*All pictures are unedited

“At least I didn’t immigrate to another country for a man” retorts the guy sitting next to me. Everyone laughs as Felicia jokingly looks down at her fourth beer in dismay. We met half an hour ago at a Tiki Bar and she’s been energetically filling us in about what a jerk her ex was. How he went cold turkey on her without explanation. And how she’s been vying to sleep with someone with no strings attached. “Why do men have to be so complicated” she says with an exasperated sigh.

I think of how Sarah and I almost didn’t embark on this trip because a few months back, we were both in blossoming relationships and had no desire to leave home. Those relationships blew up in our faces as most teenage escapades do and now here we are, sitting in downtown Reykjavik with fellow couch surfers from around the world. As Felecia gradually begins slurring her words, I notice the hurt underlying her accusations. Sarah joins in on the verbal ex-beatings and I can tell she’s not quite over it. It amazes me how despite being hundreds of miles from home, a single person can still have such an effect on you.


I’ve never really been too fond of beaches. But this one had rolling waves that sounded like thunder, their ferociousness complimented by the black sand.  We decided to get our feet a lil wet but the tides were unpredictable and we kept having to sprint backwards as the seafoam lurched out at us. We scurried around looking for shiny pebbles when the waves receded only to yelp as the ice cold water came rushing back in, threatening to swallow us. Playing tag with the ocean forced us to slow down and ten minutes to check out the beach turned into three hours of journaling and walking along the shore.


“If you get lost in a forest, just stand up”. That’s an old Icelandic saying that mocks the baby trees inability to grow very large due to the cold climate. Unfortunately it wasn’t going to help us in the predicament we had found ourselves in. Four hours into the hike to Krafla and I had managed to get us lost.


We end up in a place that looks like the Pridelands from The Lion King. We pass through fields of daisies that resemble truffula trees, volcanic rock bodies covered in moss, elf holes, and ominous looking ash mountains. Sarah keeps climbing them because if girl scouts taught her anything, it is that whenever you’re lost it’s best to get to higher ground…except when you’re both blind as fuck and can’t see anything from up there. Not to mention, every time we thought we climbed the highest mountain we’d see another even higher one not too far from where we were standing and not a speck of civilization in sight.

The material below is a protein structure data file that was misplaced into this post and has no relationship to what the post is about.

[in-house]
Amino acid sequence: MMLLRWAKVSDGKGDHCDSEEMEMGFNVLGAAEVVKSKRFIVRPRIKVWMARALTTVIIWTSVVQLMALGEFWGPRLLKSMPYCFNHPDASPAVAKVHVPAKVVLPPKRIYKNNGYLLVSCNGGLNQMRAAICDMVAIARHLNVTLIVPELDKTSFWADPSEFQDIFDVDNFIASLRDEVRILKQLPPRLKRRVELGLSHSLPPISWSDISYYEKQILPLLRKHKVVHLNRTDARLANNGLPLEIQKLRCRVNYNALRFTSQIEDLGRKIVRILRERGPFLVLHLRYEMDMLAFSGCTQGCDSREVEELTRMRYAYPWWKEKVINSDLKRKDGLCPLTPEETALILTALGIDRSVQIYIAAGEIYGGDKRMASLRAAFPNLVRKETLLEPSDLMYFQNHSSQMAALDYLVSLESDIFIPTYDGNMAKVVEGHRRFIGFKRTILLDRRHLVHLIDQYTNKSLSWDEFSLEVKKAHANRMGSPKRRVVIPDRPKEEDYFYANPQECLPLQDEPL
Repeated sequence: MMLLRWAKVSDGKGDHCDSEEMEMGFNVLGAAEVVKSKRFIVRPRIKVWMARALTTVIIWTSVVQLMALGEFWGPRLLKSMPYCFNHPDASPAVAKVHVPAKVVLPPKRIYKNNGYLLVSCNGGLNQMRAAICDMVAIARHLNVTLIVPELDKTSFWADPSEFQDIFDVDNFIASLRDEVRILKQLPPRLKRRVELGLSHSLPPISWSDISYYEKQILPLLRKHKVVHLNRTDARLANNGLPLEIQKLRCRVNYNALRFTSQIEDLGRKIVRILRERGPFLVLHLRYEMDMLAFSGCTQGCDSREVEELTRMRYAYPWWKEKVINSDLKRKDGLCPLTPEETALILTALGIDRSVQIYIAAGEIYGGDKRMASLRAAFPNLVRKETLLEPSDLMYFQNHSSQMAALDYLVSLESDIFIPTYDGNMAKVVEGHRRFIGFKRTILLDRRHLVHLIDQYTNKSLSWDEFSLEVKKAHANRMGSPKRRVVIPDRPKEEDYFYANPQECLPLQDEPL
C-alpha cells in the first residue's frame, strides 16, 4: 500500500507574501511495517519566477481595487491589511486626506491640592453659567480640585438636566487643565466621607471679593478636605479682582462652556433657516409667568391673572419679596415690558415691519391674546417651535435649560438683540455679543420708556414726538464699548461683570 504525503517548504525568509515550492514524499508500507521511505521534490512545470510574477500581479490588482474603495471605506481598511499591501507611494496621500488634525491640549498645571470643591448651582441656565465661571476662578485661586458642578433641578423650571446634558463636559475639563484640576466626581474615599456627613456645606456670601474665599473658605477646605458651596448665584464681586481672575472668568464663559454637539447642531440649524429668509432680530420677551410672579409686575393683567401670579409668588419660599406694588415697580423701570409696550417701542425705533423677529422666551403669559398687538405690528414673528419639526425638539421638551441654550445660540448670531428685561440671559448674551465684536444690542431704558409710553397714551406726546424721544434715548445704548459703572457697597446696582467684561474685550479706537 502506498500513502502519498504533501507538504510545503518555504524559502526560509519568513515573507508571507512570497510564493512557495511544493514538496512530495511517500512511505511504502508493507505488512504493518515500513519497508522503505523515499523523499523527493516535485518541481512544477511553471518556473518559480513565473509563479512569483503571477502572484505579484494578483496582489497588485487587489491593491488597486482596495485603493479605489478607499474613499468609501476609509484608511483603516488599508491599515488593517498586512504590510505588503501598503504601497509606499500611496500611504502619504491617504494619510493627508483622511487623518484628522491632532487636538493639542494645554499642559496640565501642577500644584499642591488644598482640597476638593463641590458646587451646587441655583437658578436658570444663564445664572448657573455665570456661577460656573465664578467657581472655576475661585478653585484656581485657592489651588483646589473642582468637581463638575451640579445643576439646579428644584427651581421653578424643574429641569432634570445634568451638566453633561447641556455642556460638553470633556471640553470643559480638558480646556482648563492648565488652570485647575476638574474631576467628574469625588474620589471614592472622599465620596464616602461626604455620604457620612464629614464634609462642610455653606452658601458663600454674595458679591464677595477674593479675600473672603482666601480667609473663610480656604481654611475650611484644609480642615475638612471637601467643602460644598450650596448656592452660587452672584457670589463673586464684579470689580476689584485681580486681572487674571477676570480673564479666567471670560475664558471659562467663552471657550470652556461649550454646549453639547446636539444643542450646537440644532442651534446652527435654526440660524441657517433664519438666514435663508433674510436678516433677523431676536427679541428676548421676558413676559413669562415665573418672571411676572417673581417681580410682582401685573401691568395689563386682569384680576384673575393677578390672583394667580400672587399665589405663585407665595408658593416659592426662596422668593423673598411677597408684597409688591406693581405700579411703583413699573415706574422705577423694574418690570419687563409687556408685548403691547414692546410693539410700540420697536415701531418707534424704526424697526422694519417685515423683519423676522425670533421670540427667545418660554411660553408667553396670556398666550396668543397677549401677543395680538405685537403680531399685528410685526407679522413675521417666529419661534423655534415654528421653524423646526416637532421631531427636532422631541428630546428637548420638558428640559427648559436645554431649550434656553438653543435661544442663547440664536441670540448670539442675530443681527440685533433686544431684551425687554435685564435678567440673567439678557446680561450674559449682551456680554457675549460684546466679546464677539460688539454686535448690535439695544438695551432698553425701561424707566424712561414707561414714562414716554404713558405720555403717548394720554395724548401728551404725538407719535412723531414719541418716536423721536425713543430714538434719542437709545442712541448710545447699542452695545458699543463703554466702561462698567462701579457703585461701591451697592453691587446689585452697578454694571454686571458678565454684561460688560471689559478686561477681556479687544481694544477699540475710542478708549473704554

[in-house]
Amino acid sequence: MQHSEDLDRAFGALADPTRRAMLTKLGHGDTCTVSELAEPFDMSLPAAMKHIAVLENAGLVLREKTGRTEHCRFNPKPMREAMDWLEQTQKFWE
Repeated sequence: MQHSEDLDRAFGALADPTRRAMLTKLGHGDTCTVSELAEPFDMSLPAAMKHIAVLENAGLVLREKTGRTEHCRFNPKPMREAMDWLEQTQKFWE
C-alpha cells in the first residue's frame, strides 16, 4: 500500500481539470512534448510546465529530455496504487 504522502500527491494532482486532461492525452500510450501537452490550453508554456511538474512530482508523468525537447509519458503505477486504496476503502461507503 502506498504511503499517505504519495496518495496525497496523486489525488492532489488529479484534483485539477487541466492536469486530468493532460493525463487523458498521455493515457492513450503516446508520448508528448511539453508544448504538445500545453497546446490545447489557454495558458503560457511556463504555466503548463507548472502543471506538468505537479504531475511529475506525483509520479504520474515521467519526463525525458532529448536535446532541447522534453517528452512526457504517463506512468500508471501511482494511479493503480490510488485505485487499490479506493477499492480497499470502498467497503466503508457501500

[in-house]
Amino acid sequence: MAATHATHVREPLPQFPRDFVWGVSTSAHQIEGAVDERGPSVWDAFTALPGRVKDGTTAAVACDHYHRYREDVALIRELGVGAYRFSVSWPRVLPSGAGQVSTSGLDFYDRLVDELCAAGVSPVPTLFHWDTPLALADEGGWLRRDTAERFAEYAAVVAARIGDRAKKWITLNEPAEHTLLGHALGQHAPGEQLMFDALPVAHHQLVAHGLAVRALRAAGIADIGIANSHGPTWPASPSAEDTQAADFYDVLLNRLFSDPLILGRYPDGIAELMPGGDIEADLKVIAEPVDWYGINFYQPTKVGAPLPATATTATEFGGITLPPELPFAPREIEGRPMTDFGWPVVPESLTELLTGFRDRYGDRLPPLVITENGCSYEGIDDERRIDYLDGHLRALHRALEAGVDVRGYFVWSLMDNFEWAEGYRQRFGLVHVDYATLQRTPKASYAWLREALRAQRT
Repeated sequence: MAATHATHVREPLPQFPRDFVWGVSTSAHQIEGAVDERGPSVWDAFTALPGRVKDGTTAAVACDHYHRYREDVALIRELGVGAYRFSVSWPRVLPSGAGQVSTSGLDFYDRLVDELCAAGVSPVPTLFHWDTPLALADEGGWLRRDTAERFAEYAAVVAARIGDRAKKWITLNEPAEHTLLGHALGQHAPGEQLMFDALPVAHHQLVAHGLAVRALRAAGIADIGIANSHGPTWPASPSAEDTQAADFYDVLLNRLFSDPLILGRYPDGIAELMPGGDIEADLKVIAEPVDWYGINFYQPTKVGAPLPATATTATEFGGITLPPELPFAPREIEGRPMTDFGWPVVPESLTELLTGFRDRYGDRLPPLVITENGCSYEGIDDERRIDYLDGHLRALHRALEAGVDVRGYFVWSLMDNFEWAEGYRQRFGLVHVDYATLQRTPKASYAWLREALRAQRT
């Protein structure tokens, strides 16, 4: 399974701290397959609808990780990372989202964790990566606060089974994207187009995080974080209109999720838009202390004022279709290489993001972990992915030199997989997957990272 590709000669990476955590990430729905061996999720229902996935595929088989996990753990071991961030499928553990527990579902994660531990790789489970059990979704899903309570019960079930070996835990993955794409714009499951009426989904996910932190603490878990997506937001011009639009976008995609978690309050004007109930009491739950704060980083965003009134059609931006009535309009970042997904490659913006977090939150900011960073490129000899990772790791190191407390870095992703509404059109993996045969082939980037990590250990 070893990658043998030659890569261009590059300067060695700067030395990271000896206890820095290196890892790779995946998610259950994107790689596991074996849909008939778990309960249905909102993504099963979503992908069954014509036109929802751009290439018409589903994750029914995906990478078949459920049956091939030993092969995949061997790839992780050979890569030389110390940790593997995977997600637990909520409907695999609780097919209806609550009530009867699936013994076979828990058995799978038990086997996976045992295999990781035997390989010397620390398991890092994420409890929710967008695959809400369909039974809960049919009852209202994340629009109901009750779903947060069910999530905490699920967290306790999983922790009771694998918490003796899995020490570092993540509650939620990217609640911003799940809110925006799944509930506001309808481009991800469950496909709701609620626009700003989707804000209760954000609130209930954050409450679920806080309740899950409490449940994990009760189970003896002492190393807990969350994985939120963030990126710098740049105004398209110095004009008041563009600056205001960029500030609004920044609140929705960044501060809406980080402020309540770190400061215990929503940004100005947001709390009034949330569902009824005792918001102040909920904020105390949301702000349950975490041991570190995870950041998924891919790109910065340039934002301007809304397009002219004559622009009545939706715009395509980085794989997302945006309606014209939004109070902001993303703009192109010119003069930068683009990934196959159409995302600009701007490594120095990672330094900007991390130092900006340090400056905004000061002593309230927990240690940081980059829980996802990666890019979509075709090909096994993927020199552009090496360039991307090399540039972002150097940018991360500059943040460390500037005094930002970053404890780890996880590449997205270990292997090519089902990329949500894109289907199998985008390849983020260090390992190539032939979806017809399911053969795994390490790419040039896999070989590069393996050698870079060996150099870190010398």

Can you spot me?

After two hours we stumble across a pike, a wooden stick that indicates that we are on a trail. We made it! We continue on it for about an hour until we realize that we are going back the same way we came. By now, it’s late and our bodies are sore. We opt to call it a day and head back to camp.

Along the way, Sarah spots a turquoise pool in the distance. “Hey, I think those are the nature baths” she says. After much debate, we decide to just abandon the trail and walk towards that glistening gem. Bad idea. Our feet continuously sink into swampland and it’s much farther than it looks. I have to convince Sarah to hop an electrical fence, only after touching it to confirm the shock isn’t too bad. As we get nearer to the turquoise water, I start to see all the construction trucks. “Danger: Radioactive activity” reads a sign to my left. What we thought were the nature baths is a power plant.  I worry that the next step I take will either make me explode or turn me into the incredible hulk. After sneaking past a farmer’s field, we finally make it back onto the road.

The turquoise…power plant

Our first ride of the day is two Icelandic guys in their twenties heading fishing. I can’t stop staring at the driver’s eyes in the rearview mirror; they are the brightest blue I have ever seen. They tell us about a waterfall called Gljúfrafoss that isn’t too popular with tourists due to its small size. What most people don’t know is that if you hop a few slippery rocks, you’ll be standing in the mossy interior of a cave with the water crashing mere meters from your face.

img_1408By sheer luck, the next people who offer us a ride are two German tourists named Jonas and Jonathan that are heading there. These guys are quite the adventurers, striking daredevil poses with their Go Pro every few minutes. That’s how we find ourselves hopping over a fence onto a rocky trail up the mountain. As we climb, we yell “incoming” as our shoes free rocks from their crannies and send them tumbling downwards. I keep slipping and by the time we reach the top, both my knees and hands are covered in mud. I try not to think about how we’re going to get down.